We have four days to go before the most consequential election in our lifetimes. Simply put, Trump is a menace to our country. It is undeniable. And it is beyond alarming.
This is not a partisan issue. Some Republicans understand Trump’s menace well and are outspoken.
George Conway—a lifelong Republican and co-founder of the Lincoln Project—sums it up best, telling us: “The country won’t last four more years with his pathological lying, his contempt for the rule of law, and his attacks on democracy.”
Lifelong Republican and former White House Director of Communications Anthony Scaramucci told us this: “Trump has failed all Americans on every possible level. His bravado and false narratives cannot cover up his harmful and damaging presidency.”
But do not just take our word for it. Let us examine Trump’s menacing behavior as President. Here are a few disturbing examples:
His handling of the coronavirus pandemic has been an unmitigated failure. More than 226,000 Americans have died in seven months, and most of those could have been prevented. This will go down as one of the biggest and deadliest catastrophes in American history—virtually all of it because of Trump’s dishonesty and cruelty and ineptitude. Trump admits that he lied to us about the pandemic from the very beginning. He continues to lie about the imminence of a vaccine. And his claim that we have “turned the corner” on the coronavirus could not be further from the truth.
He pushed governors to open their economies and schools too early during the pandemic—against the recommendations of our public health experts. He threatened to withhold federal funds from governors who are not loyal to him. The result has been spikes and surges of the coronavirus throughout the country.
He is a terrible role model because he will not wear a mask and social distance in public. Worse than that, he ridicules others who do. He continues to host super-spreader campaign rallies.
The pandemic has devastated the American economy. Under Trump’s watch, 11 million jobs are still lost—and the recession continues. Unbelievably, he wants to take credit for re-energizing the economy when it was his incomprehensible behavior that caused the recession in the first place.
He approved of children being separated from their families at the border and placed in cages. Parents of 545 children are still missing.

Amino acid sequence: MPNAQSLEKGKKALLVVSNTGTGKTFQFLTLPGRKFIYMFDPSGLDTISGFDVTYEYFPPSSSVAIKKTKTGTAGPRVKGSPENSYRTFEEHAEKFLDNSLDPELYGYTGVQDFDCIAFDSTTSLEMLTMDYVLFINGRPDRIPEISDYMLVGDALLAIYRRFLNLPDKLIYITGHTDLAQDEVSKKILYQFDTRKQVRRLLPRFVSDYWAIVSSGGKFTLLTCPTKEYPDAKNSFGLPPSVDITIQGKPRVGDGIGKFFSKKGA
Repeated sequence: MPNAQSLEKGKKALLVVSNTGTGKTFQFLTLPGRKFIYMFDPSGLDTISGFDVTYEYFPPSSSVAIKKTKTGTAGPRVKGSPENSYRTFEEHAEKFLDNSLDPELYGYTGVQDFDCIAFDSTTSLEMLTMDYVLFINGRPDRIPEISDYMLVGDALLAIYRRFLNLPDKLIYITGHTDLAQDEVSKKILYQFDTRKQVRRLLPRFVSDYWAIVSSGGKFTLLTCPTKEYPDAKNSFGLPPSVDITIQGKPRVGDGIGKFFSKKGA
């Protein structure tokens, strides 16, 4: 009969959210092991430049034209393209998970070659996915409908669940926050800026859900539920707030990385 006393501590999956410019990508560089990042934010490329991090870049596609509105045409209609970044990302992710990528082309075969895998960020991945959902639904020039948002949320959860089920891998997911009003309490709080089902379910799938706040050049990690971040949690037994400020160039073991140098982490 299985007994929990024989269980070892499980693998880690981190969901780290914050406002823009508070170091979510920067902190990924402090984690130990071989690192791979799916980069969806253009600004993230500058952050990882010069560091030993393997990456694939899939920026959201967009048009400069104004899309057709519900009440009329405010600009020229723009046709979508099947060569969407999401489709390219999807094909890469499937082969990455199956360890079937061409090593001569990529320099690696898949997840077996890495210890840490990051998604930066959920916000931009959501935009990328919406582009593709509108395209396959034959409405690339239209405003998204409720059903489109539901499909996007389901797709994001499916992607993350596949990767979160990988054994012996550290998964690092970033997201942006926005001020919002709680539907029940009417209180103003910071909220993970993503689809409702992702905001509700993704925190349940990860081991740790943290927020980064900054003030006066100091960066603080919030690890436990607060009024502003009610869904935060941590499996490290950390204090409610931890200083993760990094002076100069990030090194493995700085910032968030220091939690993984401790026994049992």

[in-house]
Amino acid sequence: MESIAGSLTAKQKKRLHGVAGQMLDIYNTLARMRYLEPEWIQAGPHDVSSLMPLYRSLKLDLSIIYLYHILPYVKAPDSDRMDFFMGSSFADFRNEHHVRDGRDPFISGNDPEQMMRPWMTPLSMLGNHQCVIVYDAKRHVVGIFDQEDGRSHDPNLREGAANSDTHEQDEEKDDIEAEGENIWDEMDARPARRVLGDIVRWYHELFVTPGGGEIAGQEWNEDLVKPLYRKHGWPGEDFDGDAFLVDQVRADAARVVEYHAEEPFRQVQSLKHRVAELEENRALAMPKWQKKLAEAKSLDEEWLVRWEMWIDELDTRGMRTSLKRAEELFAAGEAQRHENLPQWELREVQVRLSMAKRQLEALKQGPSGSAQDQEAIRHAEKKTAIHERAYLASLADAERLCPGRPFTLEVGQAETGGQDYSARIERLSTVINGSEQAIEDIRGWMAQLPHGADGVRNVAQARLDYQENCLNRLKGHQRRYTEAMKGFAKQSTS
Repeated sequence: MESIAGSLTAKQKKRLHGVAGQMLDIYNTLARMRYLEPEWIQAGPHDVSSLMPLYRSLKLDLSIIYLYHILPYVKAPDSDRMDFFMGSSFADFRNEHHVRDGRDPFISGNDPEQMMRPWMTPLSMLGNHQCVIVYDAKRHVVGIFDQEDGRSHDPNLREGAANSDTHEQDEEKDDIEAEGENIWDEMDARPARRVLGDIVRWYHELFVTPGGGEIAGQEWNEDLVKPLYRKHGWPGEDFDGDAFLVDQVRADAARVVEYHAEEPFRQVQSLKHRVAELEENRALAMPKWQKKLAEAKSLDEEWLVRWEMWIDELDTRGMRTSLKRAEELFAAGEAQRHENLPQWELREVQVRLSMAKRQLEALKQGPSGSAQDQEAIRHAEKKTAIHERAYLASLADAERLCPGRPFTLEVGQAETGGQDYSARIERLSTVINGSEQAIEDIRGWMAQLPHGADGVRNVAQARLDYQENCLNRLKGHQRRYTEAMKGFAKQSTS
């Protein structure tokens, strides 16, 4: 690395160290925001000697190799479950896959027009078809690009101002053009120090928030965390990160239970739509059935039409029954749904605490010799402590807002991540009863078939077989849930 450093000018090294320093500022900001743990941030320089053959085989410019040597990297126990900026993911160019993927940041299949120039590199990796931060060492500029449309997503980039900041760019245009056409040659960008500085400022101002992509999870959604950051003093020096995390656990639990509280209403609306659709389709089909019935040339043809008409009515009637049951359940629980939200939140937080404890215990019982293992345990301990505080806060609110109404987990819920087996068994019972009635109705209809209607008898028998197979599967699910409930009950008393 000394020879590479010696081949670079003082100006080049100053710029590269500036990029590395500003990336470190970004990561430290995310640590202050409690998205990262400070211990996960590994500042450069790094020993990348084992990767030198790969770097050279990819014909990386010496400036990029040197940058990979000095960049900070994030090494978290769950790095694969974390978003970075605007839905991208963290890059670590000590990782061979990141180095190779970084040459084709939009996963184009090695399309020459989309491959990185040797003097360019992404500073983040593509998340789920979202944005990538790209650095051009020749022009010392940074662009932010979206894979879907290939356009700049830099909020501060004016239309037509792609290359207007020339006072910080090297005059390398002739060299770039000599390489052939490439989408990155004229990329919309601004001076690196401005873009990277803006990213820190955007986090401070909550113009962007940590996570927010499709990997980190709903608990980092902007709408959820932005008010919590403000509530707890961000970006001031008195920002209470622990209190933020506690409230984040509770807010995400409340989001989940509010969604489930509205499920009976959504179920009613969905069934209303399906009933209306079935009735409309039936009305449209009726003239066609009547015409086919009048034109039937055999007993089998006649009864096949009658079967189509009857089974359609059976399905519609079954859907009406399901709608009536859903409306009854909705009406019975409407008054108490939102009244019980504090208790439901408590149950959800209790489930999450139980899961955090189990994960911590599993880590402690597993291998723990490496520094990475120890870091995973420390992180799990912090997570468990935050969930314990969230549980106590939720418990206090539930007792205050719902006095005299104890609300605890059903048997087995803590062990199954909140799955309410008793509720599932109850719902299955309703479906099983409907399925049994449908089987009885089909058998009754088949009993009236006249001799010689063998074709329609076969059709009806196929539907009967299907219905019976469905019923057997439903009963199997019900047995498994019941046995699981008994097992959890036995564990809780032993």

He has actively tried to sabotage the free press. And he has been unable to tolerate peaceful protests. In some cases, he has tried to provoke and incite violence.
He has undermined science and the truth. He does not value experts. To him, all that matters are his self-promoting narratives, no matter how false.
The executive branch and the judicial branch are independent. Trump has made the judicial branch his personal arm of protection. He expects the Attorney General and the Department of Justice to protect him from all investigations of his corrupt acts.
He conducts foreign policy based on what will benefit him personally or politically—not on what will help the country.
He has invited Russian interference into our 2020 election.
Many of his closest White House associates have been charged with felonies.
Let us not forget that he was impeached for his underhanded and corrupt dealings with Ukraine.
He rushed through the confirmation of Amy Coney Barrett to the Supreme Court so that she could rule in his favor on an election case.
Donald Trump is incapable of being a leader. He cannot govern. He does not give a damn about the American people. All he cares about is his self-aggrandizement and his self-preservation. And he longs to be a dictator--not a democratic public servant.
Even the White House Chief of Staff admits that his boss is a failure. On Sunday, Mark Meadows told CNN’s Jake Tapper: “We’re not going to control the pandemic.” This is the first public admission that Donald Trump cannot do the job of President of the United States. We already knew it: just ask the 226,000 families who have lost a loved one to a virus that could have been contained and defeated.
As his niece Mary Trump says: “If he wins, it’s over. Democracy is over. The western alliance is over. We’ll be entering an incredibly dark period of autocracy on a global scale.”
Everything can be lost at the hands of a menacing leader—like Donald Trump.
Trump’s being an existential threat to humanity is not a diagnosis, it’s a demonstrable fact.
Alan D. Blotcky, PhD, is a clinical psychologist in private practice in Birmingham, Alabama.
Seth D. Norrholm, PhD, is Associate Professor of Psychiatry at Wayne State School of Medicine in Detroit, Michigan.
David M. Reiss, MD, is a psychiatrist in Rancho Santa Fe, California.